The Professor takes a turn through the desert bringing all the flavors of the Southwest alive over live fire. He demonstrates Grilled "Fry" Bread - originally a Navajo dish - is a great side dish or can be drizzled with honey sprinkled cinnamon sugar for dessert. In Mexico, rellenos are fried, but Raichlen lays 'em on the grill to produce smokey flavored BBQ Bean and Cheese Chile Rellenos. Then he offers a southwestern twist on a Latin American favorite with "Churrasco" Portobello Mushrooms, complete with a garlicky rich chimichurri sauce.
Adapted from: BBQ USA Method: direct grilling Serves: Makes 6 breads
2 cups all-purpose flour, plus more for rolling out the dough
2 tablespoons powdered milk
2 teaspoons baking powder
1 teaspoon coarse salt (kosher or sea)
2 tablespoons vegetable shortening (such as Crisco)
2/3 cup hot water, or more as needed
2 to 3 tablespoons vegetable oil, or 2 to 3 tablespoons butter, melted
1. Place the flour, powdered milk, baking powder, and salt in a mixing bowl and whisk or stir to mix. Add the shortening, cutting it in with two knives; the mixture should be the texture of cornmeal. Add enough hot water to obtain a soft, pliable dough. Turn the dough onto a lightly floured work surface and knead it for 5 minutes. Wrap the dough in plastic wrap and let it rest at room temperature for 30 minutes.
2. Divide the dough into 6 even pieces and roll each piece into a ball. Working on a lightly floured cutting board, roll a ball into a thin disk 5 to 6 inches across. Place the disk on a lightly floured baking sheet, then repeat with the remaining pieces of dough. Keep the rolled-out dough covered with a damp cloth until you are ready to grill it.
3. Set up the grill for direct grilling and preheat to high.
4. When ready to cook, brush and oil the grill grate. Brush the top of each disk with oil. Place a few of the rolled-out disks, oiled side down, on the hot grate; to do so, hold the dough by the edge and gently lay it on the grill. Brush the top side of the dough with oil. After 2 or 3 minutes, the bread will start to puff and blister and the bottom will become golden brown. Turn the bread with tongs and grill the other side, 2 to 3 minutes longer. If you serve the grilled breads at once, they'll be soft and puffy. If you let them sit for 5 to 10 minutes, they'll become delectably crisp.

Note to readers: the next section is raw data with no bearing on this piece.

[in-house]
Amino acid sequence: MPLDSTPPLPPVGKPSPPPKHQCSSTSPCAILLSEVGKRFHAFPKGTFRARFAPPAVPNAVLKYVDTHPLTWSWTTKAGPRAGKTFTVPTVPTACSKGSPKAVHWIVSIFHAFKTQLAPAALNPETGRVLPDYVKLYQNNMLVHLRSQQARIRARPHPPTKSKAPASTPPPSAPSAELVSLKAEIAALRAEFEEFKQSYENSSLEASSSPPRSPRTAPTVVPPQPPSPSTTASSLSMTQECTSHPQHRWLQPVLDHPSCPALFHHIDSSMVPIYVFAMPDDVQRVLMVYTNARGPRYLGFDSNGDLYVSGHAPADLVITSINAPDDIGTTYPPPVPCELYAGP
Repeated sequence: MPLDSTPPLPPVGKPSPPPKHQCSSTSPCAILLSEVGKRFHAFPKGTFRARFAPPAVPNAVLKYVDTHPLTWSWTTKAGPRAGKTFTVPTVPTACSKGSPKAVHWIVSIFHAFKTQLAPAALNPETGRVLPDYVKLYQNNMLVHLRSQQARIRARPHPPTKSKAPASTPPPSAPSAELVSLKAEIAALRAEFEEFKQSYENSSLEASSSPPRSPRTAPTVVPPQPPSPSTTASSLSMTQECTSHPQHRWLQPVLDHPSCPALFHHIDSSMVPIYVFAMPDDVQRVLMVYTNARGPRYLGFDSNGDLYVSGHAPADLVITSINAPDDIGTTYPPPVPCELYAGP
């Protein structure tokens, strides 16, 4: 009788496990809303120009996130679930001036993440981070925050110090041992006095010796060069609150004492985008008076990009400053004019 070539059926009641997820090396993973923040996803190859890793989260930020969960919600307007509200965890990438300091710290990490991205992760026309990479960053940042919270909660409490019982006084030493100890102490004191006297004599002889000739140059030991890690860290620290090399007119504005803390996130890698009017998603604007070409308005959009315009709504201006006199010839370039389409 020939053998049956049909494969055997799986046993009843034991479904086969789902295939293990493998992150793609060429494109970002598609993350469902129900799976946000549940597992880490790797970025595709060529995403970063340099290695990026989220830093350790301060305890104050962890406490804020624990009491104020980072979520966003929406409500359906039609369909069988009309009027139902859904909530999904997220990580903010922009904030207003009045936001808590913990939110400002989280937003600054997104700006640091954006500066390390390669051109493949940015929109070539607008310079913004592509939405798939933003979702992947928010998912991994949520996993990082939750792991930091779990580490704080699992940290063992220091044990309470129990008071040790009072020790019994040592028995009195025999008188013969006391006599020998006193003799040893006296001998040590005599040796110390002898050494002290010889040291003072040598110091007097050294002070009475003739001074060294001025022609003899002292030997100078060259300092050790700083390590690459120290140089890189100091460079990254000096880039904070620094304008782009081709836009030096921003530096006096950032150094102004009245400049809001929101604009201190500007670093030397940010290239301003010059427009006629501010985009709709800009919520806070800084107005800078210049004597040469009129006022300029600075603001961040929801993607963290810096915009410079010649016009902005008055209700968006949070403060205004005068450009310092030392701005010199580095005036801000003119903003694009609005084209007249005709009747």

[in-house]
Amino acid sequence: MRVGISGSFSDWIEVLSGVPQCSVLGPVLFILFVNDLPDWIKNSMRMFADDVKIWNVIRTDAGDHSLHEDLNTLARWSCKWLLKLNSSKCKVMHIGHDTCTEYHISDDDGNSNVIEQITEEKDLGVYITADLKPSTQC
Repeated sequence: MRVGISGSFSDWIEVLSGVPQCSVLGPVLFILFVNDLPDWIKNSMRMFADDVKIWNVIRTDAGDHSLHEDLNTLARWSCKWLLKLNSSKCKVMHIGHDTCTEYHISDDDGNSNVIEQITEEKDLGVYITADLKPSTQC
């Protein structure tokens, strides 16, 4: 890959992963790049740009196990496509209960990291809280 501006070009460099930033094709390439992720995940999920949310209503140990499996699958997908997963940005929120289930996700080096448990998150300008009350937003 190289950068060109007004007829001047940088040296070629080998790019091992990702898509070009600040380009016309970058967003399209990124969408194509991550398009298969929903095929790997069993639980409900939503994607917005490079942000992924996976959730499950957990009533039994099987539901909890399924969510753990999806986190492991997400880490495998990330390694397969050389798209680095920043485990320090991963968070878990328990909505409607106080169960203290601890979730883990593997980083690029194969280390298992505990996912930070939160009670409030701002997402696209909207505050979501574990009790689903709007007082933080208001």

Source: BBQ USA by Steven Raichlen Method: indirect grilling Serves: 6
6 large poblano peppers or green bell peppers
2 cans (16 ounces each) low-sodium pinto beans or black beans
3 tablespoons extra-virgin olive oil, plus 1 tablespoon for drizzling
1 medium onion, finely chopped
2 cloves garlic, finely chopped
2 jalapeño peppers, seeded and finely chopped (for a hotter filling, leave the
1/2 red bell pepper, finely chopped
1/4 fresh cilantro, chopped
1/4 cup hulled pumpkin seeds (optional; see Note)
1 teaspoon ground cumin
1 to 3 teaspoons of your favorite hot sauce, or more to taste
3 cups (about 12 ounces) pepper Jack, Monterey Jack, or white Cheddar cheese,
Coarse salt (kosher or sea) and freshly ground black pepper
You'll also need:
1 cup wood chips or chunks (preferably mesquite), soaked for 1 hour in water to cover,
1. If using poblano peppers, cut them in half lengthwise, and scrape out the seeds. If using bell peppers, cut off the tops about 1/2 inch below the stems. Scrape out the veins and seeds, taking care not to puncture the bottoms.
2. Drain the beans, place them in a colander, rinse under cold running water, then drain again.
3. Heat 2 tablespoons of the olive oil in a nonstick skillet over medium heat. Add the onion, garlic, jalapeľos, red bell pepper, cilantro, pumpkin seeds, if using, and cumin and cook until golden brown, about 4 minutes. Stir in the beans, hot sauce, and 2 cups of the cheese. Taste for seasoning, adding salt, pepper, and/or more hot sauce as necessary. Spoon the bean mixture into the hollowed-out peppers. Sprinkle the remaining cheese on top, dividing it evenly among the peppers. Drizzle the remaining 1 tablespoon of olive oil over the cheese.
4. Set up the grill for indirect grilling and preheat to medium. If using a gas grill, place all of the wood chips or chunks in the smoker box or in a smoker pouch and preheat on high until you see smoke, then reduce heat to medium. If using a charcoal grill, preheat it to medium, then toss all of the wood chips or chunks on the coals.
5. When ready to cook, place the peppers in the center of the hot grate, away from the heat. Cover the grill and cook the peppers until they are tender and the cheese is browned and bubbling, 30 to 40 minutes. Use a spatula to transfer the peppers to a platter or plates and serve at once.
NOTE: Hulled pumpkin seeds (pepitas) are available at natural food stores and Hispanic markets.